God forgives us by redeeming us. The purpose is that you and I may always stand in awe of Him and His grace. Oh, the wonder that God loved me! Have you stood in wonder at your redemption? Aware of the great punishment that your sins deserve, are you made speechless that God forgave you? Instead of standing in the rags of your sin, you have been cleansed and clothed with the perfect righteousness of Christ Jesus. O, the wonder of it all! God’s salvation is abundant. Do you rest your hope entirely in Him?

My sin -- O the bliss of this glorious thought! -- My sin, not in part, but the whole, Is nailed to the cross and I bear it no more; Praise the Lord, praise the Lord, O my soul. It is well…with my soul; It is well, it is well with my soul.” Philip Bliss 1876

 

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The Farmer's Psalm

This special meditation has been prepared by PRC home missionary, Rev. Aud Spriensma.

The Farmer's Psalm

Meditation on Psalm 129: 3

The plowers plowed upon my back: they made long their furrows.

The psalmist is making a picture of the afflictions that come to God’s people. The picture is that of a field which the famer is plowing in springtime. He is making the field ready for planting and of course, a field prepared for harvest. Today  there is a lot of no-till farming. But as a boy, our Case tractor could only pull a four-bottom plow through the heavy clay. In the psalmist’s day, the plowman had oxen pulling a single blade plow through the soil of Israel.  Maybe you remember Elisha, who was plowing his field with twelve yoke of oxen. When the call came to follow Elijah, Elisha took a yoke of oxen and killed them and boiled the flesh with fire made from the plow. Elisha fed the people and went after Elijah and ministered unto him.

In this psalm, the furrows plowed in the field are  a picture of the afflictions brought upon God’s people, Zion. The entire history of God’s people is one of suffering . The song sung was “Many a time have they afflicted me from my youth.” Their youth was their early days in Egypt when they were made slaves for Pharaoh. Heavy tasks were thrown upon them, with taskmasters taking their whips upon their backs. Furrows were dug into their back by bits of bone or metal on the ends of the whips. The little male babies were to be thrown into the Nile River. Coming into Canaan, Israel was surrounded with wicked neighbors. Israel brought trouble against themselves with their idol worship. The remnant of true worshippers suffered also.

We should not be surprised when we too, for the sake of the gospel,  suffer, hated and persecution.  Here in the States, it is mainly ridicule. In many other countries, it is prison or death.  The entire history of the church is that of martyrs for the faith. The apostle Paul tells young Timothy about the persecutions and afflictions which had come upon himself. He writes, “Yea, and all that will live godly in Christ Jesus shall suffer persecution” (II Tim. 3:12). Do you remember to pray for the martyred church today in Asia, Africa, and the Middle East? Do you have scars for serving Christ? Maybe it is family that reject you or co-workers that mock you for your faith.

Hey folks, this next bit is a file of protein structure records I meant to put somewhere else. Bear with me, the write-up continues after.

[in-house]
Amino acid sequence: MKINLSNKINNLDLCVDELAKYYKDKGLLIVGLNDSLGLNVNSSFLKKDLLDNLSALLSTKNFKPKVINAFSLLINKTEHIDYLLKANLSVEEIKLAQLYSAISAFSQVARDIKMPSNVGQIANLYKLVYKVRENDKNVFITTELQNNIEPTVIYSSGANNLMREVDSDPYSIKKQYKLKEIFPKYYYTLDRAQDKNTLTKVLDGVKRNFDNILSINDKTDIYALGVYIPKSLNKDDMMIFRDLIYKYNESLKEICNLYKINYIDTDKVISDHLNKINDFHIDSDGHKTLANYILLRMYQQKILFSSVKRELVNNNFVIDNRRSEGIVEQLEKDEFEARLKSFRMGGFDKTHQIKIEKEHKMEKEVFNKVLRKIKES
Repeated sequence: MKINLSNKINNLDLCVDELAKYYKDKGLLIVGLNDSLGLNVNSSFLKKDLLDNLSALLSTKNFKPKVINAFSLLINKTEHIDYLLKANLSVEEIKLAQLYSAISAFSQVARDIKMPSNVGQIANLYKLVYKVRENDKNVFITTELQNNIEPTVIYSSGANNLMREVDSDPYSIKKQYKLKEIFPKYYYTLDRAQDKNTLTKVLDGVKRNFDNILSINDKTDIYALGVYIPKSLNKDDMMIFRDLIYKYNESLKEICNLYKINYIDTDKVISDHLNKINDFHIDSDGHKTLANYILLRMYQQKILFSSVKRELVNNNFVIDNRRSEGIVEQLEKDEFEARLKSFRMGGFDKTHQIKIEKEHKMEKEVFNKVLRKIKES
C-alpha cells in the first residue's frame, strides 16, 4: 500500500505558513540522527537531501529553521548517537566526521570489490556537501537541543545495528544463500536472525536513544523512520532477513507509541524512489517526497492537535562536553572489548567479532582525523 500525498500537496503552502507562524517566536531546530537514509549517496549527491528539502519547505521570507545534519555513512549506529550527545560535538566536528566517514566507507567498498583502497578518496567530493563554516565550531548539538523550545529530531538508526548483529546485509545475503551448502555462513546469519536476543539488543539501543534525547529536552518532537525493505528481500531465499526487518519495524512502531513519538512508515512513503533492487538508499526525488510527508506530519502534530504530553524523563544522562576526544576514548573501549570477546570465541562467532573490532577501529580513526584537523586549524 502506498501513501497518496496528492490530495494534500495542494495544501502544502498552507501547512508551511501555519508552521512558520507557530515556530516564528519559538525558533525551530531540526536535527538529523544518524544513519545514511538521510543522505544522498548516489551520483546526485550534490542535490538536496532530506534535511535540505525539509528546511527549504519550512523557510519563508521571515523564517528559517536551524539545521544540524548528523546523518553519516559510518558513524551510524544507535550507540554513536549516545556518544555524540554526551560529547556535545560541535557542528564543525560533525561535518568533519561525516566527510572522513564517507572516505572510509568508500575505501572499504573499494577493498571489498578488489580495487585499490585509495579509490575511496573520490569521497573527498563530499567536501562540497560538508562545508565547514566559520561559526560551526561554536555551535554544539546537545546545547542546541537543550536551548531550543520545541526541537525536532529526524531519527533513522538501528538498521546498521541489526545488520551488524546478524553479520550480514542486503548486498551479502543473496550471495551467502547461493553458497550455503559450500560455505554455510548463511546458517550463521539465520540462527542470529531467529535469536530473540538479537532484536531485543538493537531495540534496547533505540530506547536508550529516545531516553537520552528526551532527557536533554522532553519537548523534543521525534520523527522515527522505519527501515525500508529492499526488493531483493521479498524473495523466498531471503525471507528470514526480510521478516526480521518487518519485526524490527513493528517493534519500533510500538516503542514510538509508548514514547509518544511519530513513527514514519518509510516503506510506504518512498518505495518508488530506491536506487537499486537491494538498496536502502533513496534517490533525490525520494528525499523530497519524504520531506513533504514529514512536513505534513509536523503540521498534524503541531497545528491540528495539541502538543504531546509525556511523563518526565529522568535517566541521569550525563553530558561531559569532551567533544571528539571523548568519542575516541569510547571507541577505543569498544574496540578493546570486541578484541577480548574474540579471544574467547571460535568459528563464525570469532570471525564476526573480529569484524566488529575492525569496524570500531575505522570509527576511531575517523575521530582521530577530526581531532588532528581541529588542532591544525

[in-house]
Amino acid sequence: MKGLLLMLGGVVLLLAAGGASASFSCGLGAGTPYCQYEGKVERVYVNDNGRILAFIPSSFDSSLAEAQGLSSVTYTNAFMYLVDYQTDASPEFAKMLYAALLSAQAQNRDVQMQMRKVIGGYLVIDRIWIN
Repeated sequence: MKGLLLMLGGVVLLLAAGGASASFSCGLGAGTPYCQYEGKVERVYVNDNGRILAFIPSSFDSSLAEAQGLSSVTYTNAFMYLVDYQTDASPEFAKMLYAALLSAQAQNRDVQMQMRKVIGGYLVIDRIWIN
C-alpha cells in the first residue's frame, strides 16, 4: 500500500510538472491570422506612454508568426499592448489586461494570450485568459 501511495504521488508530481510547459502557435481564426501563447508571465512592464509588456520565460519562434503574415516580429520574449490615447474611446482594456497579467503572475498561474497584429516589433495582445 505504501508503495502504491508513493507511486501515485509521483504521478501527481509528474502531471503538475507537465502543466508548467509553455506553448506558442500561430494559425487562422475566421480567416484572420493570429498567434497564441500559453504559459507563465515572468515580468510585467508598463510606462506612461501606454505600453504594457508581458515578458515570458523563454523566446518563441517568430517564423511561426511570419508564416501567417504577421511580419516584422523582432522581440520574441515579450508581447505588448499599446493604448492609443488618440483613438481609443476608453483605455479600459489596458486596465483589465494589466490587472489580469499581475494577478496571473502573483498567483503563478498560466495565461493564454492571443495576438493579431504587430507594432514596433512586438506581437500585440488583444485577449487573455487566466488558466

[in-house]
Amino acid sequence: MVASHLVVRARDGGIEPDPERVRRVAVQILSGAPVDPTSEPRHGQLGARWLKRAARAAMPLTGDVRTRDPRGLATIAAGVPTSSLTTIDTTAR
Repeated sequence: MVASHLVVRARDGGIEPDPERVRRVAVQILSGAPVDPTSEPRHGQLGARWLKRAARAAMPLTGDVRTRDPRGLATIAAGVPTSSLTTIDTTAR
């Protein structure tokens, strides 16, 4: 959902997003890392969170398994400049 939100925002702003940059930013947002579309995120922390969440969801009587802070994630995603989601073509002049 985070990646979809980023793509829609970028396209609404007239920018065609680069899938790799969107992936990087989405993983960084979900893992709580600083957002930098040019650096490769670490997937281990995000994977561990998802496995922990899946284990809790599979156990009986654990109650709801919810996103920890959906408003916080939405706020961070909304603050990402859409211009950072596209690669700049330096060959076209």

Did you notice how personal this psalm is? “Many a time have they afflicted me from my youth… the plowers have plowed upon my back.” This singular pronoun is used collectively for the church.  But the psalm is not ultimately about Israel. It is the voice of Jesus Christ, the suffering servant, the true Israel.  He suffered for us. He came down from heaven, born in a cattle stall, suffered from His youth, yea, His whole life. He had to flee with His parents from Herod. “He is despised and rejected of men, a man of sorrows and acquainted with grief” (see Isa. 50:5,6  52:13,14  53: 3). Do you see the whip upon His back tearing furrows into it and the blood flowing? Do you see the crown of thorns upon His brow? Do you see Him hanging upon the cross, and the spear that is thrust into His side? Why did He suffer so? He suffered not  merely  at the hands of wicked men, He suffered the wrath of God in our place. “Surely he hath borne our griefs, and carried our sorrows…but he was wounded for our transgressions, he was bruised for our iniquities: the chastisement of our peace was upon him: and with his stripes we are healed…Yet it pleased the LORD to bruise him: he hath put him to grief: when thou shalt make his soul an offering for sin, he shall see his seed…” (Isa. 53:4,5,10). But God raised Him from the dead. “The LORD is righteous: he hath cut asunder the cords of the wicked” (Psalm 129:4)

What is the result of this plowing of the field?  The wicked grow up like grass on a rooftop, which amounts to nothing when the hot sun of summer beats upon it. Those who belong to Jesus Christ are like the  luxurious  wheat  fields being harvested this week. “By his stripes we are healed…He shall see of the travail of his soul, and shall be satisfied: by his knowledge shall my righteous servant justify many; for he shall bear their iniquities” (Isa. 51: 5,11).

The furrows upon the back of Jesus bear rich fruit. It is a field white unto harvest. Sinners such as you and I are by faith alone made righteous by the blood of Jesus. What about the afflictions that we as God’s people are made to suffer? Oh, the blood of martyrs is the seed of the church. God turns for good what is meant for evil. Think of Joseph’s brothers’ treatment of him, selling him. God used it for the preservation of  His people during the great famine.  Though the Sanhedrin and the Roman soldiers  put Jesus to death, God saved us through that death.  So let us say with the psalmist, “Many a time have they afflicted me from my youth: yet they have not prevailed against me” (Ps. 129:2). Let us learn the lesson of the plowed field!

Affliction has been for my profit, that I to thy statutes might hold;
Thy law to my soul is more precious than thousands of silver and gold.
(Charles H. Gabriel)

Sure as thy truth shall last, to Zion shall be given the brightest glories earth can Yield, and brighter bliss of heaven. Amen  (Aaron Williams  1731-1776)